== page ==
Equipping parents with more information and resources. Students felt that young peoples’ attitudes towards digital technologies subjects were heavily influenced by parents; teacher respondents also felt this way, but slightly less so. One of the barriers that stops parents from encouraging their children, particularly daughters, to explore digital technologies are concerns over cybersafety. Providing parents with resources around how to keep students safe online and the importance of digital technologies education for future careers could be effective for supporting their children to pursue digital technologies education.
Clarifying that gaming/coding are only one aspect of digital technologies. Some respondents felt that students equated digital technologies subjects with gaming, with some students becoming disillusioned when these subjects involved more basic problem-solving and logical thinking. Ensuring accurate information about subjects is circulated throughout schools, giving students opportunities to help drive project ideas and inquiry areas, and finding confident teachers to guide students are all ways forward to address these misconceptions about the subject area.
A greater focus on encouraging young women to take digital technologies subjects and degrees. Digital technologies tertiary participants in the research highlighted that female students had similar attrition rates compared to their male counterparts, but that, overall, far fewer young women were taking these courses. Greater representation at the tertiary level in terms of female academics and research supervisors could be effective. In addition, as more female students pursue these degrees, supportive peer networks can be developed.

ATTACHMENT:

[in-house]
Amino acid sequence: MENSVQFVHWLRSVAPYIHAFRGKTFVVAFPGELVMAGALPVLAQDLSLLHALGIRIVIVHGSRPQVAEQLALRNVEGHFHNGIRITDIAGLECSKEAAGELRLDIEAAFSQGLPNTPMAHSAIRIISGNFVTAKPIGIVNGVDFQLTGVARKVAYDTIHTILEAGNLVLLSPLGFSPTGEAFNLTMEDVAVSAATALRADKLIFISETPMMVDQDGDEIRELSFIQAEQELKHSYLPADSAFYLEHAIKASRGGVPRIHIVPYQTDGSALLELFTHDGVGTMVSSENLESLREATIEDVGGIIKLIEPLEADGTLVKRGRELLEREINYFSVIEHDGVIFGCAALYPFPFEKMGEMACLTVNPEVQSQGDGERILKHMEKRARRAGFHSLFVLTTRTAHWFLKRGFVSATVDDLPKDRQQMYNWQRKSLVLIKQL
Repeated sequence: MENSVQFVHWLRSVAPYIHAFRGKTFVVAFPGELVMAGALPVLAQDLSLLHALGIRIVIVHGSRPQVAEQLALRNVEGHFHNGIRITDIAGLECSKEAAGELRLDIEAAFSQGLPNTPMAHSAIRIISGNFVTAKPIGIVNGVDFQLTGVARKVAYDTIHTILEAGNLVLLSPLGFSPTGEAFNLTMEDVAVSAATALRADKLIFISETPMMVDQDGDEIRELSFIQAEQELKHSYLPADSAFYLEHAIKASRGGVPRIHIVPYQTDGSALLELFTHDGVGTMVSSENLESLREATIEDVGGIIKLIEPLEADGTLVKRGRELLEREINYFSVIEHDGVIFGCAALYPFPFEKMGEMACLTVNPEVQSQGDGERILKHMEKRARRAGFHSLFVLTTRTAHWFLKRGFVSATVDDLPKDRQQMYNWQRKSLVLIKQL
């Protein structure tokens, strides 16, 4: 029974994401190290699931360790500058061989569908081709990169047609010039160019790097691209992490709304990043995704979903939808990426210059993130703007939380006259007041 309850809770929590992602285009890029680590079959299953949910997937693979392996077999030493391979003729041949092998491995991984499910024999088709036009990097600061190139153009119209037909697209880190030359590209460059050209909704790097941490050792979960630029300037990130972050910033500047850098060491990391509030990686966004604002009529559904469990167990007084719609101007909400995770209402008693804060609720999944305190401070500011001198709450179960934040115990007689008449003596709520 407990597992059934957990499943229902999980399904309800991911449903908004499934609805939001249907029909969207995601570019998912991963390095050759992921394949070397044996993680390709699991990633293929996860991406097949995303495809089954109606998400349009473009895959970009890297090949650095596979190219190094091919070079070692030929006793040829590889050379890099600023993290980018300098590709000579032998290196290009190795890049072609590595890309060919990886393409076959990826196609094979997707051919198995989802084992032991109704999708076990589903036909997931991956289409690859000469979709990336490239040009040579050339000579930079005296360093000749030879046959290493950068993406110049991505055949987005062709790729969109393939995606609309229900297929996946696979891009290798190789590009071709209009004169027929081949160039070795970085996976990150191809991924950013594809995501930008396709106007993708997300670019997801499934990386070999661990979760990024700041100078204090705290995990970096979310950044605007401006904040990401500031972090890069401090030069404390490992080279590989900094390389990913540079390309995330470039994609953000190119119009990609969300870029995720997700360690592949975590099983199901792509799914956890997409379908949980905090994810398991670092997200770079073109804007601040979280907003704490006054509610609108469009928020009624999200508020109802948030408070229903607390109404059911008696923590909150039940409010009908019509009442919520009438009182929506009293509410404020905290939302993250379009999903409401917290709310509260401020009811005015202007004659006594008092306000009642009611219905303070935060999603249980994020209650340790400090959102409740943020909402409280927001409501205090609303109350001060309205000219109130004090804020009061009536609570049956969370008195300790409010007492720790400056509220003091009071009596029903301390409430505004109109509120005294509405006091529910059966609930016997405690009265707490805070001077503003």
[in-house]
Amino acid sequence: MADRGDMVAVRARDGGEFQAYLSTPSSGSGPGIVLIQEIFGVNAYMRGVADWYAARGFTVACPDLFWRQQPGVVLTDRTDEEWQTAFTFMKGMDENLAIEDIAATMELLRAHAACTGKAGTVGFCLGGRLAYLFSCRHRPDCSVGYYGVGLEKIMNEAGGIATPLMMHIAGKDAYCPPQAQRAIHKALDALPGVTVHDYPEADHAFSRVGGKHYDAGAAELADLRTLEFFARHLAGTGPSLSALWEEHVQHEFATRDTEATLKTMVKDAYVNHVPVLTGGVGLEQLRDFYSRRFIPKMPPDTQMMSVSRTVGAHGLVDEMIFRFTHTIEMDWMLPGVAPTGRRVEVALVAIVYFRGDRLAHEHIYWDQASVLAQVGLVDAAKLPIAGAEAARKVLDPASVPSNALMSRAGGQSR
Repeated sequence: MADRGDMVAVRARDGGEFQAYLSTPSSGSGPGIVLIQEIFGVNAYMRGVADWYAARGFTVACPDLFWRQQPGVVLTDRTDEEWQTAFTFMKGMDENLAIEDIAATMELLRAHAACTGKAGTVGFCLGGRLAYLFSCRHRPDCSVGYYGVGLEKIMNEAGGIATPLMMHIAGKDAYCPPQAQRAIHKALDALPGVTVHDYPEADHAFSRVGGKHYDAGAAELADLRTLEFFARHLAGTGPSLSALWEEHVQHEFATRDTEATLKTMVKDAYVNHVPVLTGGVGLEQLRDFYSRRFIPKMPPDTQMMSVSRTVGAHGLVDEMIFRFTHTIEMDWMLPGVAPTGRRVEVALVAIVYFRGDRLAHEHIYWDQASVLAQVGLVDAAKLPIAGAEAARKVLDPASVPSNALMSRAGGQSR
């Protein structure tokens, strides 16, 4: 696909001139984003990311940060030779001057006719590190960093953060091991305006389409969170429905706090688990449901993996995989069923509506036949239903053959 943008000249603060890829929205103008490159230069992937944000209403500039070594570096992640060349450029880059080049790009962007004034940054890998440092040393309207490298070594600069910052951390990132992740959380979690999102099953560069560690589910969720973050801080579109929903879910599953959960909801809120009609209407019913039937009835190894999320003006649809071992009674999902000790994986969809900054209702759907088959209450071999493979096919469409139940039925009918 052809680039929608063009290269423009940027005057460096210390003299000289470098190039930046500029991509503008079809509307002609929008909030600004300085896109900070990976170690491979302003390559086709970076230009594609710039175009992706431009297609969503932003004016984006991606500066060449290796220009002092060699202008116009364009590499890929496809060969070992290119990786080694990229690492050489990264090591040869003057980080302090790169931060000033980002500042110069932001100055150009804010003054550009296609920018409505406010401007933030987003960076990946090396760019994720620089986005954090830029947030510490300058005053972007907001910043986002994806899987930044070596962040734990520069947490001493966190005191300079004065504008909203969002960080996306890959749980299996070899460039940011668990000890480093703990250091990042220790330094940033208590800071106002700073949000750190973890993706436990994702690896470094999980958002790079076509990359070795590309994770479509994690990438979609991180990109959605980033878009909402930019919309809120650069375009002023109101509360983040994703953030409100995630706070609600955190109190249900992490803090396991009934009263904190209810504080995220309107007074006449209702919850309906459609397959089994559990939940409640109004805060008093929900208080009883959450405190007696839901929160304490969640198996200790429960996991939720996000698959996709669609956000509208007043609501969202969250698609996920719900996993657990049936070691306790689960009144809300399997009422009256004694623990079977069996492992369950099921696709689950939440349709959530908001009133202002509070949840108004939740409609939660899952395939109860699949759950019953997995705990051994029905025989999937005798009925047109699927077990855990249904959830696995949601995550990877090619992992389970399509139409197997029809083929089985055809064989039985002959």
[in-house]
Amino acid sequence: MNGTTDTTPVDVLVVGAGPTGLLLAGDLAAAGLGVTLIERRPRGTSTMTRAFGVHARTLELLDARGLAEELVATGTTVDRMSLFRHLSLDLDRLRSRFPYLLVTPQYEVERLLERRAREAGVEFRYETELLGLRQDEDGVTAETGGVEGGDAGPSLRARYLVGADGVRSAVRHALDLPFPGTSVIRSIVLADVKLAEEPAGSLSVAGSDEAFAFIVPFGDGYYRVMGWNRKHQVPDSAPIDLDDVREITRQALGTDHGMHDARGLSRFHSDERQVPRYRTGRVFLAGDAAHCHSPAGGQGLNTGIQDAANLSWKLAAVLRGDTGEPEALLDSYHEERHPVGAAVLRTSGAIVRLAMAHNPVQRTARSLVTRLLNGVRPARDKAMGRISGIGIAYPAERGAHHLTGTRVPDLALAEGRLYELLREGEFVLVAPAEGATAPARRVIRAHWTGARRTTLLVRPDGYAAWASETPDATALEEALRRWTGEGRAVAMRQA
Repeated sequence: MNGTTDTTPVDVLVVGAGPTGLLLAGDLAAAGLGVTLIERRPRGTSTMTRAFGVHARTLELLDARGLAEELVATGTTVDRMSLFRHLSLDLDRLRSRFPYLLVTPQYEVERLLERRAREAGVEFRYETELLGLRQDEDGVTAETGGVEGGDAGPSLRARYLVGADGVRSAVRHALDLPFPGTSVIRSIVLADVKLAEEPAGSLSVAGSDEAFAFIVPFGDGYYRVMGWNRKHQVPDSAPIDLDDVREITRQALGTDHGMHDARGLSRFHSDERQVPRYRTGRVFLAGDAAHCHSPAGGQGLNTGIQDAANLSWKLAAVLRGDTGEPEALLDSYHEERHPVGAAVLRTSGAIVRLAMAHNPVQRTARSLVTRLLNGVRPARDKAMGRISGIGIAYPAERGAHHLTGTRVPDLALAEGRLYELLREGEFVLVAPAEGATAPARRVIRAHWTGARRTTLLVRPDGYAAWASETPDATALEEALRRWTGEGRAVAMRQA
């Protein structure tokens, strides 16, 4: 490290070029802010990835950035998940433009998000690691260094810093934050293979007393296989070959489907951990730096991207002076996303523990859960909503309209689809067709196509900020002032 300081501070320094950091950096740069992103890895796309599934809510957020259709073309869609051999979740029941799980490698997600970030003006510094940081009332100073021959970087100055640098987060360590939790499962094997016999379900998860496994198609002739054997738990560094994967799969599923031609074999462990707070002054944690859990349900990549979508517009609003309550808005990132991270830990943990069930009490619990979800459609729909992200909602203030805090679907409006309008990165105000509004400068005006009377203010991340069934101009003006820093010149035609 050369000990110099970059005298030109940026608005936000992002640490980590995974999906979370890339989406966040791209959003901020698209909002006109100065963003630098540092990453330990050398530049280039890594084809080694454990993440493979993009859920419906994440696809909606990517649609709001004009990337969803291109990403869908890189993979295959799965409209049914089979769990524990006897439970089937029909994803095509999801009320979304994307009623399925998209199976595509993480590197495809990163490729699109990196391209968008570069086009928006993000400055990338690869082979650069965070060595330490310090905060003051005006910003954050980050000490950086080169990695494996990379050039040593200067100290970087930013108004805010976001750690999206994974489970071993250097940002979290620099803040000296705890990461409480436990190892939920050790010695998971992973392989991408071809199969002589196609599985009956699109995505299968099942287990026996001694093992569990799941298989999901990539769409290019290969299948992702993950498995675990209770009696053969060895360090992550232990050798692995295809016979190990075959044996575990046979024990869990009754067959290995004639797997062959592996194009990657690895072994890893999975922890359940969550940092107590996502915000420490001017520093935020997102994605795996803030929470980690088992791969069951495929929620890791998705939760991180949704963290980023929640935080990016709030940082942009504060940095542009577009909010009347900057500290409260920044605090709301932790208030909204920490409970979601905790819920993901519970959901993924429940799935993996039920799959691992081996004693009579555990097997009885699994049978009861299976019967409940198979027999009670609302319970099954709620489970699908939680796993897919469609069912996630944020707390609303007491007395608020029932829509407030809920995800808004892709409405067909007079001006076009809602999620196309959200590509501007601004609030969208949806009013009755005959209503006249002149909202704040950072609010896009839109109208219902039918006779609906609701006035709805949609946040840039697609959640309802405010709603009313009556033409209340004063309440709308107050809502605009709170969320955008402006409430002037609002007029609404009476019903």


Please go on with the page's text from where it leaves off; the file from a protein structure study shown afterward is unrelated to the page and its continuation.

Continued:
Addressing the gender imbalance in digital technologies education and careers is an important goal. The research highlighted several areas where educators can contribute.
Organisation for Economic Co-operation and Development (OECD). (n.d.). PISA 2025 Learning in the Digital World. OECD. https://www.oecd.org/pisa/innovation/learning-digital-world/
For more information about CSIRO’s STEM education programs please visit www.csiro.au/education
Do you know what the situation is in your own school or class? Is there a gender imbalance in STEM-related subjects?
One strategy for sustaining engagement into the early adolescent years highlighted by this research is to ensure young female students are aware of female role models in the area. When was the last time you invited a female role model to an event at your school? How could you make this happen for an upcoming event or unit of work?